Florida Child Custody Laws
Child Custody Laws & Statutes In FloridaFlorida Child Custody Laws: All About Child Custody Laws & Statutes in Florida. What you should know about child custody and Florida Law. Like many legal determinations, child custody falls under state law.
In the 2009 Florida statutes, Title VI, Civil Practice and Procedure, Chapter 61, Dissolution Of Marriage; Support; Time-Sharing.
Section 61.13 covers support of children; parenting and time sharing; and powers of the court, cover much of the legal code associated with child custody laws.
This section is not the only place associated with Florida child custody law as there are other references woven throughout Florida statutes.
For example, Section 1.13(2)(b)1 states, "It is the public policy of this state to assure that each minor child has frequent and continuing contact with both parents after the parents separate or divorce, and to encourage parents to share the rights and responsibilities and joys of child-rearing.
Florida Child Custody Law - Equal Consideration
After considering all relevant facts, the father of the child shall be given the same consideration as the mother in determining the primary residence of a child, irrespective of the age or sex of the child.”
This statement is echoed throughout Florida law as all child custody decisions are based only on what is best for the child and not necessarily what either parent desires.
How does Florida custody law determine the best interest of the child? The decision is up to the court, but section 61.13(3) contains a list of considerations that become part of the custody decision.
First, the court will favor the parent that will allow and encourage a continuing parent-child relationship with the other parent.
This includes honoring the time-share schedule and being reasonable to any changes that may occur. Next, the court will seek to find which parent is more likely to put the needs of the child before their own.
Stability and the length of time the child has lived in a particular environment will also play a role in the decision. A child’s life does not need to be severely interrupted because the parents decide to be apart.
The Parenting Plan will be evaluated to ensure it is complete and supports schooling of children in public school. Interrupting school time is not considered an option, so the best results will minimize any impact to a child’s schooling. In most cases a home study and/or a character study will be conducted to determine with parent is more mentally and physically healthy to be a primary guardian.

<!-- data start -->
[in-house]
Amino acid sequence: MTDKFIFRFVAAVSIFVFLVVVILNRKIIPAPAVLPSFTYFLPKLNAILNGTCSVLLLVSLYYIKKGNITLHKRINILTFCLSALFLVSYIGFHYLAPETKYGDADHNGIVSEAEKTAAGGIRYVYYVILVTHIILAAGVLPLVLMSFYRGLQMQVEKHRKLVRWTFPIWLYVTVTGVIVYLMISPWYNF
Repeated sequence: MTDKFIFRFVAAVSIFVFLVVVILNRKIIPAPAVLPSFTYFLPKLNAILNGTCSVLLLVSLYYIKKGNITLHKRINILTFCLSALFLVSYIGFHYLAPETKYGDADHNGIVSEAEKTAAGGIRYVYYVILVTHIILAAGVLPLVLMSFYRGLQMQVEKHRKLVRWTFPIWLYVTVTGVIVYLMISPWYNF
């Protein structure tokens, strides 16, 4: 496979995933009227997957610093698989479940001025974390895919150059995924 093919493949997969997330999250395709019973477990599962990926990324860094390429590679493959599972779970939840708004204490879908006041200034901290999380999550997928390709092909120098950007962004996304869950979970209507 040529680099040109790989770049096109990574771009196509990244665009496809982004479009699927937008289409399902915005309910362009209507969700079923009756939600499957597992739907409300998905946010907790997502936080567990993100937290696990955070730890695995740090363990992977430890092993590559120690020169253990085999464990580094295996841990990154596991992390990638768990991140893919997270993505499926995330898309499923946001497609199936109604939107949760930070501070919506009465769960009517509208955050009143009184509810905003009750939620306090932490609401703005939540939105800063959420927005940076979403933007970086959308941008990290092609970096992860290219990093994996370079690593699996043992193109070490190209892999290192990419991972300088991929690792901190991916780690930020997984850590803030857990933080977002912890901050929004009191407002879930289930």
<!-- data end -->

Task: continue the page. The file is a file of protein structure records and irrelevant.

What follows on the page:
Other factors include moral fitness of both parents, how parental responsibilities will be separated, how involved the parents will be in the child’s social and non-social life, and which parent will provide the most stable routine.
Additionally, Florida child custody law provides that if the child is old enough to consult, they will be asked which parent they prefer to live with. Finally, background checks will be done on both parents to determine if any documents or information has been falsified or if either parent has a negative background.
If the parents of the child in question are getting a divorce, a parenting course is required by Florida law to help them learn about the aspects of being a single parent. Parenting courses teach that children need to have the benefit of having two parents involved in their lives.
Florida laws seek to manage this idea by attempting to include both parents as much as possible. In fact, Florida child custody law prohibits one parent from keeping the other parent away from their child completely. If either parent does not abide by the rulings of the circuit court without proper cause, he or she will essentially be in contempt of court.
Section 61.13 explains that the court can set any time-sharing mismatch right by allowing the other parent to keep the child longer, make the parent who did not abide by the Parenting Plan attend a parenting class, and/or even pay for the legal fees and attorney fees of the other parent to get the problem resolved.
In addition to all of these, the court may impose many other reasonable sanctions due to the noncompliance with the Parenting Plan, to include community service. In any situation, Florida child custody begins with some type of petition. The petition can be related to establishing paternity, a divorce, or a petition for support without a dissolution or marriage between married people.
In all of these situations, a Parenting Plan and other information must be filed in the applicable county circuit court. The recommended approach to a Florida child custody case is to hire an attorney, seek legal aid help, or get the help of a document-preparing agency when filling out all of the correct forms. Accurate and in-depth data will aid the custody case and make it easier for all parties to complete.
The Self Help Guides' Modifying Child Custody & Visitation in Florida helps you navigate the court process and procedures once you file your documents with easy to follow checklists, links to websites, important addresses & phone numbers, and much more. The Self Help Guide - Modifying Custody & Visitation - is designed to easily file the Supplemental Petition to Modify Custody & Visitation and all the required and supporting forms.
Florida Court Forms' Petition Preparer Service
Our Petition Preparer Service can have all your documents professionally prepared after a brief telephone interview with our trained Florida Legal Document Specialists.
Your documents will be in your hands and ready to file at the courthouse in as little as three days! We guarantee our work.
Call us toll free: (800) 868-3010
New! CommentsHave your say about what you just read! Leave me a comment in the box below.